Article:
Nazi Victims' Quest for Art Recovery: Lessons from the Gurlitt Affair

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By David Rowland | December 12, 2013 8:37 PM EST

A US soldier views art stolen by the Nazi regime and stored in a church at Ellingen, Germany April 24, 1945. (Photo: Reuters)

When local tax authorities executed a search warrant in the bohemian part of Munich, Schwabing, they probably had very little inkling that they would stumble upon one of the most unique finds in postwar Germany; the undeclared inheritance of 1406 artworks stemming from the Nazi-era.

They were also probably not aware that they would open a Pandora's Box of thorny legal and political problems.

As news reports first began to circulate about the Cornelius Gurlitt art stash, the first questions on the minds of Nazi victims and their heirs were: Are our paintings among the stash? How can we find out about it if they do not disclose what artworks were found in the Gurlitt apartment?

The first press conference from the Augsburg prosecutors was not very promising. Everyone who suspected that their artworks were among the Gurlitt stash expected that the letters that they wrote to authorities would lead to a response.

This meant that Jewish families who lost their heirlooms to the Nazis would all be kept in the dark without the possibility to check for themselves as to whether their art was amongst the Gurlitt stash. They would have to rely on others.

The response was, thus, completely unacceptable.

Finally now, in response to the outcry, the Gurlitt artworks are now being posted on the internet and can be researched directly by the families who lost these works and by their representatives (see www.lostart.de and www.lootedart.com).

But what about the bigger picture? If a family finds an artwork, which was lost in the Nazi-era amongst the Gurlitt stash, can they legally get it back?

Unfortunately, like most things in life, the answer to that question is complicated.

Legal Issues

The Gurlitt artworks are on German soil, in the Schwabing district of Munich, not far from the infamous Brown House where the National Socialists had their headquarters. It was later used by the Allies after WWII as the collecting point for Nazi looted art.

From a legal point of view, German civil law recognizes claims for stolen property, even going back to WWII.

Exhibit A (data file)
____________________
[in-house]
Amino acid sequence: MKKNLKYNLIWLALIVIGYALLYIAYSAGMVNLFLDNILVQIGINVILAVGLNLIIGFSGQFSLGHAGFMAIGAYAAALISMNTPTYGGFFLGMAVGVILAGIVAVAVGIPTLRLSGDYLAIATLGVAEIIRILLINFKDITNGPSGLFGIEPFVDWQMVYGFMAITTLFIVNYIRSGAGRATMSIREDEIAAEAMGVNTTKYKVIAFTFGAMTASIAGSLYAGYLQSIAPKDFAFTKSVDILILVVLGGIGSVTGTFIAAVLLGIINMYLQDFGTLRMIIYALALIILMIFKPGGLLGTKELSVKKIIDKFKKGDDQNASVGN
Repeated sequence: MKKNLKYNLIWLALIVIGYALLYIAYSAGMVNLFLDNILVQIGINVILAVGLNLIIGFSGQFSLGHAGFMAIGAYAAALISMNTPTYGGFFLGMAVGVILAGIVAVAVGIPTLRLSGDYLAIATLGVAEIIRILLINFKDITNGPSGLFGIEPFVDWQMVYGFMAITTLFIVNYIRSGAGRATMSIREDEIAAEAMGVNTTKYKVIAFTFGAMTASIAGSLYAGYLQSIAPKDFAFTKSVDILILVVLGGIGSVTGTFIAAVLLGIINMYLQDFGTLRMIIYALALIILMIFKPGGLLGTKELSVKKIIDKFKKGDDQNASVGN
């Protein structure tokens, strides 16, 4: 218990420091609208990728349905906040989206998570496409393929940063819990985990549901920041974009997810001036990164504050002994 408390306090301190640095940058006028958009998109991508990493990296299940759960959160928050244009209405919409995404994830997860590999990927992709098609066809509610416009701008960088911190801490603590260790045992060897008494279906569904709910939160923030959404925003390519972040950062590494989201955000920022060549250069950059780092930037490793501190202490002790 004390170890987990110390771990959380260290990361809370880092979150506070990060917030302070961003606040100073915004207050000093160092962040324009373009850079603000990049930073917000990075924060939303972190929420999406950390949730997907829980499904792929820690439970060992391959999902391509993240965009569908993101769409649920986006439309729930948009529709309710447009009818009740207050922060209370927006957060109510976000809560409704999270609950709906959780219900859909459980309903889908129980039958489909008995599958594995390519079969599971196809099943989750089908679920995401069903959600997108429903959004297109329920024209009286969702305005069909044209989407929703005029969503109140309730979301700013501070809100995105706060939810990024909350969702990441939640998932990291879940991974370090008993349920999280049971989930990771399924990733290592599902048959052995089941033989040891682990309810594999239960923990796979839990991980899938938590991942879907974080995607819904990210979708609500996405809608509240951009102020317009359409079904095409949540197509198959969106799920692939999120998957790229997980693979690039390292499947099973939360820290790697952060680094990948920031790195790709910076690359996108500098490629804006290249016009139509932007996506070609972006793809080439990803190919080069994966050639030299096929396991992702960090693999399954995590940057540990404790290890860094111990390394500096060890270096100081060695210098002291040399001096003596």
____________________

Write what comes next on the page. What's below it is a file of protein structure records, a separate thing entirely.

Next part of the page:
This was confirmed only recently by Germany's highest court in a case called Sachs, where the heir of a Nazi victim reclaimed his father's poster collection from a German museum, after it was looted by the Nazis.

However, in the Sachs case, the German museum did not assert Germany's 30 year statute of limitations. If it had, the return of the Sachs poster collection may have been time barred.

Applying the Sachs case to the Gurlitt case, Cornelius Gurlitt, the son of Hildebrand Gurlitt who was appointed by the Nazis to deal in what the Nazis termed "degenerate art", is a private individual who says he wants his father's art back, no matter how it was obtained.

It is very likely then, that not being a public museum, he would assert Germany's 30 year statute of limitations.

However, in the Gurlitt case, the 30 year statute of limitations rule may be set aside because his mother claimed that all of his father's paintings had been destroyed in the Dresden fires during WWII.

Thus, potential claimants would not have known that these artworks existed due to her deceit, which might also be attributable to her son, Cornelius Gurlitt.

In addition, as a result of the "l'affaire Gurlitt" the German legislature is looking into the possibility of the elimination of the statute of limitations defense with respect to Nazi-era art claims.

This would certainly be a welcome development, which would greatly assist Nazi victims and their heirs, to claim back their lost family art.

With respect to Nazi looted art in public museums, the principles of the 1998 Washington Conference apply to the 46 countries which have accepted which includes Germany.

Had the Gurlitt stash been found in the basement of a German museum (or for that matter any public museum within a country which is a signatory of the 1998 Washington Conference) it would be obligated to research the provenance of each individual artwork. It would also be under obligation to, where possible, locate the heirs and then reach a "fair and just solution."

That is the way it works on paper at least.

In reality, museums too often do not follow the Washington Conference principles. They hide Nazi era artworks with confusing and misleading provenances, and when confronted with the facts they delay decisions, and seek ways to keep artworks 'lost' due to Nazi persecution in their collections.

In such cases in many countries, claimants have the possibility to bring their claims to a national art commission to obtain either a binding or non-binding recommendation regarding their claims.

Where the Gurlitt case will lead is still an open question, but one thing is for sure, a spotlight has been put on this issue and the world has changed since Mr. Gurlitt was found in his Schwabing apartment with his Nazi era art.        

David J. Rowland is an attorney in New York City with the firm of Rowland & Petroff. He represents many families who lost art in the Nazi era. He writes and speaks regularly regarding Nazi era art issues.   

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